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Okay this is a story someone else was telling me about. I wanted to read it but he didn't remember the title. This was in the mid-eighties; the story itself must be at least that old.

The protagonist invents a machine he believes will allow him to travel to parallel universes and steps through it. He finds himself in the room he has just left; apparently it didn't work.

He steps outside just to check. Same street. Same cars. Typical 20th century USA. Darn.

He does notice an object across the way which at first he takes to be someone's laundry left out to dry, or perhaps a banner of some kind. He walks over to investigate.

It is the body of a nun, hanging from a noose.

I've always wondered what happen next...

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    Andre, this is tangential but you might find the plot also interesting: imdb.com/title/tt0112167 – ANeves Jan 27 at 13:56
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    Very Philip Dickensian. – David Tonhofer Jan 29 at 8:38
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    @DavidTonhofer The particular device of a hanging body being the source of dissonance is used in Dick's The Hanging Stranger short story (recently featured on the SYSK podcast). – Oscar Bravo Jan 29 at 12:09
63

The Forest of Time by Michael Flynn. I read it in The Year's Best Science Fiction: Fifth Annual Collection:

Years best SF 05

The story is told from the perspective of Oberleutnant Rudolf Knecht, Chief Scout of the Army of the Kittatinny. Knecht captures the traveller believing him to be a spy, and the story is told as extracts from the man's journal. The first entry sets the scene:

I am embarking on a great adventure. Does that sound grandiose? Very well, let it. Grandiose ideas deserve grandiose expression. Tomorrow, I make my first long range Jump. Sharon claims that it is too soon for such a field test, but she is too cautious. I’ve engineered the equipment. I know what it can do. Triple redundancy on critical circuits. Molecular foam memory. I am a certified reliability engineer, after all. The short Jumps were all successful. So what could go wrong?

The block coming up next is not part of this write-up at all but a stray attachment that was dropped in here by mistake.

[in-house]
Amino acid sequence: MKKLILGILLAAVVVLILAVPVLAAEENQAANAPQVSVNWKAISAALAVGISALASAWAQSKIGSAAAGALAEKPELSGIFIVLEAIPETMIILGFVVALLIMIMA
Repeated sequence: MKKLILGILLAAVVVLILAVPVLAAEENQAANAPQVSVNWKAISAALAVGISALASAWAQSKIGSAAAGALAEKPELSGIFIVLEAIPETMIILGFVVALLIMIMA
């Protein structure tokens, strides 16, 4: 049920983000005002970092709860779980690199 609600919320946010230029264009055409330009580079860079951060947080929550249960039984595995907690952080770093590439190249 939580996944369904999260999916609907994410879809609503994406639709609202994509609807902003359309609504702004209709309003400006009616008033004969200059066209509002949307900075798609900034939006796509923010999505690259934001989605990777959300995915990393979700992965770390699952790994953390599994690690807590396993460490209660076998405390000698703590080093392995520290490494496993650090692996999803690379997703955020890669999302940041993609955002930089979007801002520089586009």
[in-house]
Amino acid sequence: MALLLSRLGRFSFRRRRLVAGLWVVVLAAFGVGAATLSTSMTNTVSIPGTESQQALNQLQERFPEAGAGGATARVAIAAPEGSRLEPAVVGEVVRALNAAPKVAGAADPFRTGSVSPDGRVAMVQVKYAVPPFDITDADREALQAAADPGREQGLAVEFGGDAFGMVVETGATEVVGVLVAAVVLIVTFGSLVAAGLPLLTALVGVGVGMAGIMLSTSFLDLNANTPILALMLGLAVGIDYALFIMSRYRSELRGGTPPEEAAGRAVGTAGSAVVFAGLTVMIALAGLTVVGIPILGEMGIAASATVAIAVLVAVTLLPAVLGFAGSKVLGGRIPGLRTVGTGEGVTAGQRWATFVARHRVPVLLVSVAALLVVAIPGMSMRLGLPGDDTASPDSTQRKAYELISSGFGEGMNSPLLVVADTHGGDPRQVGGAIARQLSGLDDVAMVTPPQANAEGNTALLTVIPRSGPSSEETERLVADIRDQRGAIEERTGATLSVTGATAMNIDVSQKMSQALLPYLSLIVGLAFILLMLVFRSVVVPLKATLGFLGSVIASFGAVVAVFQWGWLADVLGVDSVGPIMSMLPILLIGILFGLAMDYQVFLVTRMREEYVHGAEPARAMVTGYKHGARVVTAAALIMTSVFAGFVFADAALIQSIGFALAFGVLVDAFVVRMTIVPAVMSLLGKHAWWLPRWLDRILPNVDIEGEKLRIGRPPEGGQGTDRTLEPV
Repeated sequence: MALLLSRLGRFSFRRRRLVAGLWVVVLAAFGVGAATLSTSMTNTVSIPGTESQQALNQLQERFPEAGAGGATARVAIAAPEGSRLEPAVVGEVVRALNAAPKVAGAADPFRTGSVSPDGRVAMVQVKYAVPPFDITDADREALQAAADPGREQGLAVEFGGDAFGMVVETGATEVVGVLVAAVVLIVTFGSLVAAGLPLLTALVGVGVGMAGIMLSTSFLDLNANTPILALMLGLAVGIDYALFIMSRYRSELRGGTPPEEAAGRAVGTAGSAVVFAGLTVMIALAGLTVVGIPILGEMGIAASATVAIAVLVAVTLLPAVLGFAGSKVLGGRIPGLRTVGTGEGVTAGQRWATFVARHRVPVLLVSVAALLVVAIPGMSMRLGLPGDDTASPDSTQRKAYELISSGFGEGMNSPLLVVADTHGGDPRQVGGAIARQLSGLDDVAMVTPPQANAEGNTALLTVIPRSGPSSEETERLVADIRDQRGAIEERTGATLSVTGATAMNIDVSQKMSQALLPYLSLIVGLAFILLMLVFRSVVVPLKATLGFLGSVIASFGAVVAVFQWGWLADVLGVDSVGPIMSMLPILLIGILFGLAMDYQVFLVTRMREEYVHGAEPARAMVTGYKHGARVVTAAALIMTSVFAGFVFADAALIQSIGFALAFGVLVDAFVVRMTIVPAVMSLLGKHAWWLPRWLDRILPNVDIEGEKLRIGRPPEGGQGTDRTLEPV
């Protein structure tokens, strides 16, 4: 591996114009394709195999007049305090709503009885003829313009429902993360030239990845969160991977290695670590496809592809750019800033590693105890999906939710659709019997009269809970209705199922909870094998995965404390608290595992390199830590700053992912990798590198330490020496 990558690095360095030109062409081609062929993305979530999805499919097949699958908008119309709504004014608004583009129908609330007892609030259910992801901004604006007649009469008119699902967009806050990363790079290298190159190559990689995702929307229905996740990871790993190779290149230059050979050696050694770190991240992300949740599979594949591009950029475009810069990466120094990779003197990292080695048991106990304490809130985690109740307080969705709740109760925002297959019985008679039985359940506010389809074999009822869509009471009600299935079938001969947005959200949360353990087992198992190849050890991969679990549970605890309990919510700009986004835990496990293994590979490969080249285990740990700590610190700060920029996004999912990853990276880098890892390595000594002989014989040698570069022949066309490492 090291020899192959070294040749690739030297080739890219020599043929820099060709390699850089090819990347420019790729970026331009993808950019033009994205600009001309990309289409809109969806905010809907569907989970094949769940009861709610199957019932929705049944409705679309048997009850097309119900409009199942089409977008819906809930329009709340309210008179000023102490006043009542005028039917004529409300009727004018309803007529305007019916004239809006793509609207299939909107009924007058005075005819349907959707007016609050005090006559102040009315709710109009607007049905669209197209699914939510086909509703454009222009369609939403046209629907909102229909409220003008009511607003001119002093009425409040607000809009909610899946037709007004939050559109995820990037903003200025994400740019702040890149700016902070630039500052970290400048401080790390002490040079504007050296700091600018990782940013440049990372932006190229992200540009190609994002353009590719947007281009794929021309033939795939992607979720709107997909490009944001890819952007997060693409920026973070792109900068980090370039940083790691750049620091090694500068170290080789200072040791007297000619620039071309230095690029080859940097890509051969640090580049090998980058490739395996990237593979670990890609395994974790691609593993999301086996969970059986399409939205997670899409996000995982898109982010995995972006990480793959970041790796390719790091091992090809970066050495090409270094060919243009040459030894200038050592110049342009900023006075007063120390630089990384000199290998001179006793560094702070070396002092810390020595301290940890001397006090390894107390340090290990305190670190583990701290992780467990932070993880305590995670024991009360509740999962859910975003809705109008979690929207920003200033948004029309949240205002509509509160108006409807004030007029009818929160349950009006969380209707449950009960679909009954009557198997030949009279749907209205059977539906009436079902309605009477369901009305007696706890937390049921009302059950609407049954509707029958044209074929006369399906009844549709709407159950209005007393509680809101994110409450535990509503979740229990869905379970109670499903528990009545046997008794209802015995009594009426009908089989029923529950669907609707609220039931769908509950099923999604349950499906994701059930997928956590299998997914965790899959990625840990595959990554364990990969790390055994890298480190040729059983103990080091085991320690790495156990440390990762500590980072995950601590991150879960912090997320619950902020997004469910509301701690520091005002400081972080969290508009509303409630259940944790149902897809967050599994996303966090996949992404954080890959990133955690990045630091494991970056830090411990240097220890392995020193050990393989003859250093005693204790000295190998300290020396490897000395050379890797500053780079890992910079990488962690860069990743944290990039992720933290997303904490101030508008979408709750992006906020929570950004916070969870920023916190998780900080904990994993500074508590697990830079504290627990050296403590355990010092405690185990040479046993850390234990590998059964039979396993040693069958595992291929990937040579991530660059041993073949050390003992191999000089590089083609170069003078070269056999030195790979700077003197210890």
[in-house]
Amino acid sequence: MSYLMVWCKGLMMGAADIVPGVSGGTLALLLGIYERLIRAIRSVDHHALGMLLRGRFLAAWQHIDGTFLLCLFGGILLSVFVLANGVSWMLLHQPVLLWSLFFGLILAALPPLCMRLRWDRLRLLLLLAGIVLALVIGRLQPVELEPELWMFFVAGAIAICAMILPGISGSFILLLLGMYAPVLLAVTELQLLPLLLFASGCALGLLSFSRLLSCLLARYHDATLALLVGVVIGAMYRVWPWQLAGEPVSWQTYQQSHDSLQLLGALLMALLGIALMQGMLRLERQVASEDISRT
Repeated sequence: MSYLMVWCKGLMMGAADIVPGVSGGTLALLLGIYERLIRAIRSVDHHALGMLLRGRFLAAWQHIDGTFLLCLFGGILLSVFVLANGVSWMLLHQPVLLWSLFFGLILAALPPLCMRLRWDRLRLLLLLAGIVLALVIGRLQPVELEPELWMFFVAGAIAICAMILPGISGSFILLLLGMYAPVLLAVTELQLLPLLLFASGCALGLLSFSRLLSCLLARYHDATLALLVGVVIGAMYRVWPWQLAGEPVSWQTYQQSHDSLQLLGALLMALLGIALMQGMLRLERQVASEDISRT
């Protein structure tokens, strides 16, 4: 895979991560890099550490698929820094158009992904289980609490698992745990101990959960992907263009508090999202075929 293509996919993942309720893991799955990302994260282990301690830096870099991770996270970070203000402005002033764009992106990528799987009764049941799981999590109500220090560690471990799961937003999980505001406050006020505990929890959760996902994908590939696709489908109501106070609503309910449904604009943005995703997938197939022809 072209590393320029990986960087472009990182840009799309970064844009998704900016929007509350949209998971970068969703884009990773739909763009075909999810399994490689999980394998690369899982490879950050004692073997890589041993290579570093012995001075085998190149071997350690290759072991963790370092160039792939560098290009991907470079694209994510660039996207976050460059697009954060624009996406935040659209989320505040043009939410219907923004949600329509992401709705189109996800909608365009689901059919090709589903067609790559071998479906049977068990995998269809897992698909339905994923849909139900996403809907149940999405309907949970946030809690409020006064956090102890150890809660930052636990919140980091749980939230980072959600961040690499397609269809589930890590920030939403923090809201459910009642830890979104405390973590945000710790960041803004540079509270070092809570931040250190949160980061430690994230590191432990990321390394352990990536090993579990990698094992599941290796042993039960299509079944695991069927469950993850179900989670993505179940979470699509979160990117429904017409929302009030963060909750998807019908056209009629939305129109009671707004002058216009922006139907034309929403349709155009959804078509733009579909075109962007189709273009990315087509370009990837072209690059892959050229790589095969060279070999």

But as you say the jump doesn't work and the traveller's journal records:

A slight miscalculation. I should be back in the lab with Rosa, but I’m in somebody’s apartment, instead. It’s still Philly out the window—though a shabbier, more run-down Philly than I remember.

And then:

I must leave immediately! That black thing on the lamppost kept nagging at the back of my mind. So I got out my binoculars and studied it. It was a nun in a black habit, hanging in a noose. Hanging a long time, too, by the looks of it.

Since this is the point you want to continue from I won't say where the story goes next.

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    Not knowing what happens next bugs me more than it should. Guess I'll have to read it myself too... – bracco23 Jan 27 at 13:34
  • @JohnRennie Thanks for the heads up. – Engineer Toast Jan 27 at 16:26
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    Flynn's a pretty good author. Sometimes a bit high on the author politico-meter, with a Libertarian, rather than pure Right, sensibility, but generally clever reads. Now I want to read it too. – Italian Philosophers 4 Monica Jan 27 at 19:05
  • Well thanks a lot Mr. Rennie. I've been wondering about that story for a long time. Now I've got to read it. – Andre Duval Jan 28 at 3:13
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    @AndreDuval if this is the correct story then please will you mark the answer as accepted by clicking the green tick symbol to the left of my answer. Thanks :-) – John Rennie Jan 28 at 5:23
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Although it doesn't have the specific part with the nun, the rest of your description also fits very well with Heinleinn's The Number of the Beast

  • Can you explain how this matches? IIRC, the protagonists travelled between universes in the Gay Deceiver, not through a portal, and there was never any confusion that they may not have traveled. – DavidW Jan 27 at 22:58
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    @DavidW I don't have my copy of the book at hand to find a quote, but the first time they traveled there was a "everything looks the same! it must not have worked!" scene – thegreatemu Jan 28 at 0:02
  • Read that one. It's not it but it's a good try. (Good novel too though nowhere close to Heinlein's best.) Thanks – Andre Duval Jan 28 at 3:15

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